[R-G] Chicago Tribune: Bring pressure on Chavez
mstainsby at resist.ca
Sun Mar 14 23:55:39 MST 2004
I plucked this off the Venezuela Today email list, run by Walter Lippmann
(I believe). I include his introductory remarks on the email, and concur
with the startlment at their seeming brazen-ness.
Everytime you think you've seen so much imperialist gobbledy-gook that you
can't be taken aback, something like this...
This is an amazing comment from the Chicago Tribune:
"The question may come down to this: Will Chavez be
removed through constitutional means or unconstitu-
tional means?" Not a word is mentioned here about
the evaluation of the petitions by Venezuela's
National Electoral Commission which determined that
HUNDREDS OF THOUSANDS of the signatures were forged.
Therefore the Chicago Tribune wants this referendum
to go on whether the signatures are valid or now.
This is the way Washington plans to impose its idea
of democracy on Venezuela, as we're already seeing
it demonstrated in Afghanistan, Iraq and Haiti.)
Bring pressure on Chavez
March 13, 2004
Despite an encouraging spread of free elections across
Latin American and the Caribbean in the last two decades,
recent events show democracy remains a fragile proposition
Since 1999, seven elected leaders in the region have been
forced out of office before the end of their terms. Haiti's
President Jean-Bertrand Aristide was the most recent.
Bolivian President Gonzalo Sanchez de Lozado was forced out
in October after six days of protests against his
pro-American positions. Protests, some violent, have undone
Paraguay's Raul Cubas, Ecuador's Jamil Mahuad, Peru's
Alberto Fujimori and Argentina's Fernando De la Rua.
Who's next? Venezuela's Hugo Chavez is the front-running
candidate, given the turmoil that has roiled Caracas for
the last two years. An alliance of political, labor and
business groups has been trying to oust the increasingly
despotic leader. Chavez and his cronies have defied a
massive recall petition drive and waged a government
crackdown against protests.
Instability in Venezuela poses an ominous economic threat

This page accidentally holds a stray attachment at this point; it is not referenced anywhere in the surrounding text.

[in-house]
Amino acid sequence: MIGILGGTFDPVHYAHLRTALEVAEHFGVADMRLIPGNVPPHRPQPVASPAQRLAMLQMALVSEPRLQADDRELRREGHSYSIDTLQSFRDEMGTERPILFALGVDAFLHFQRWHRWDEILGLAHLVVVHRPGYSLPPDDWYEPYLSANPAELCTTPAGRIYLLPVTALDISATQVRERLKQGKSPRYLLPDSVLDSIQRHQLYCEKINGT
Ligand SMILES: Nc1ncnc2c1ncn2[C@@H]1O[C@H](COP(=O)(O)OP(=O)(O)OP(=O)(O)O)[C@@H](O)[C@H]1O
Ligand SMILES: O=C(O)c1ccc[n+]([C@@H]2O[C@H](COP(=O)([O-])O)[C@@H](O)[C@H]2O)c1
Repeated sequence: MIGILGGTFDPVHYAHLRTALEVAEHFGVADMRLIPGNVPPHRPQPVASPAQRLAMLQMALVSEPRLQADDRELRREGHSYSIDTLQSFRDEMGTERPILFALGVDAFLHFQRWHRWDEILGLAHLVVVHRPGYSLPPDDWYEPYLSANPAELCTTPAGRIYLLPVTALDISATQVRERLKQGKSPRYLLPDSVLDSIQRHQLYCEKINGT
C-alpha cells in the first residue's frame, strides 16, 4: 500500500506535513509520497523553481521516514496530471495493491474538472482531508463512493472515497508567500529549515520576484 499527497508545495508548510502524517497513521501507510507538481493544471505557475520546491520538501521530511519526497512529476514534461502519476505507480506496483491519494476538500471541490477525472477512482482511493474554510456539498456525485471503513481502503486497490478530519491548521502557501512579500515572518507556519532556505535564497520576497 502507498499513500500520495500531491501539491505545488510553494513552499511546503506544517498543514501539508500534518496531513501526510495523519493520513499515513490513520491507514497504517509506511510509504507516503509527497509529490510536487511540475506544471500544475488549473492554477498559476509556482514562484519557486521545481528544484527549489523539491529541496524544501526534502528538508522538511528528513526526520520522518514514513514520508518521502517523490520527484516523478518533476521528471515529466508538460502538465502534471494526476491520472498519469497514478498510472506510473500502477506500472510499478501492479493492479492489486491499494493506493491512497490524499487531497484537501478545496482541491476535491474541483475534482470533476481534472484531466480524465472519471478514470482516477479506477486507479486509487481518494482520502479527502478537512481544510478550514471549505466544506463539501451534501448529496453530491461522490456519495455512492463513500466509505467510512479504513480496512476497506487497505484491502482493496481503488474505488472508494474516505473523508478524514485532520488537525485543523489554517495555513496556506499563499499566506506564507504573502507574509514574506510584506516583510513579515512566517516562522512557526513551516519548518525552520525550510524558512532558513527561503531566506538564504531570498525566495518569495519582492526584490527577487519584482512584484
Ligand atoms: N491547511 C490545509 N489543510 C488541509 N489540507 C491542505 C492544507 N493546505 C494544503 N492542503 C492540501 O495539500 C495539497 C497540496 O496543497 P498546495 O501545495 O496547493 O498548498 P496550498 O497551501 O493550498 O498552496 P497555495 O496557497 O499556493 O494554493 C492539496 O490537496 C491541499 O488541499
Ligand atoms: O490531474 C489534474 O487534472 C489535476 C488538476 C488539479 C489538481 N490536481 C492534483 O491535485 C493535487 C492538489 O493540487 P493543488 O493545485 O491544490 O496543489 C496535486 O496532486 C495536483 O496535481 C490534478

to the U.S. because Venezuela is this country's leading
supplier of oil. The Venezuelan crisis also poses the
latest manifestation of a continuing quandary: How does one
handle democratically elected leaders who turn
In this case, the answer may be fairly easy. Venezuela has
a constitutional means to decide the fate of its president.
Chavez has thwarted the overwhelmingly broad public effort
to use that constitutional means to remove him. Leaders
throughout the region need to bring all the pressure they
can on Chavez to allow his citizens to vote on his fate.
The question may come down to this: Will Chavez be removed
through constitutional means or unconstitutional means?
Chavez has so far thwarted the recall efforts. But polls
show as many as 70 percent of the population want him to
go. Chavez's government could hardly conceal its
embarrassment over the March 4 resignation of Milos
Alcalay, Venezuela's envoy to the United Nations. The
ambassador resigned to protest Chavez's crackdown and his
government's rejection of more than one million signatures
on petitions seeking his recall.
Meanwhile, constant strikes, marches and clashes between
Chavez's foes and supporters have greased the country's
slide into economic collapse.
Venezuela's problems are too big for its neighbors to
ignore. The U.S. can ill-afford a continuing crisis with a
major supplier of this nation's oil. The hemisphere cannot
hardly afford more instability in another democracy.
The U.S., the Organization of American States and prominent
Venezuelan neighbors like Brazil's President Luiz Inacio
Lula da Silva need to press Chavez to hold a referendum on
his recall, as allowed by his constitution and demanded by
Copyright C 2004, Chicago Tribune
In the contradiction lies the hope
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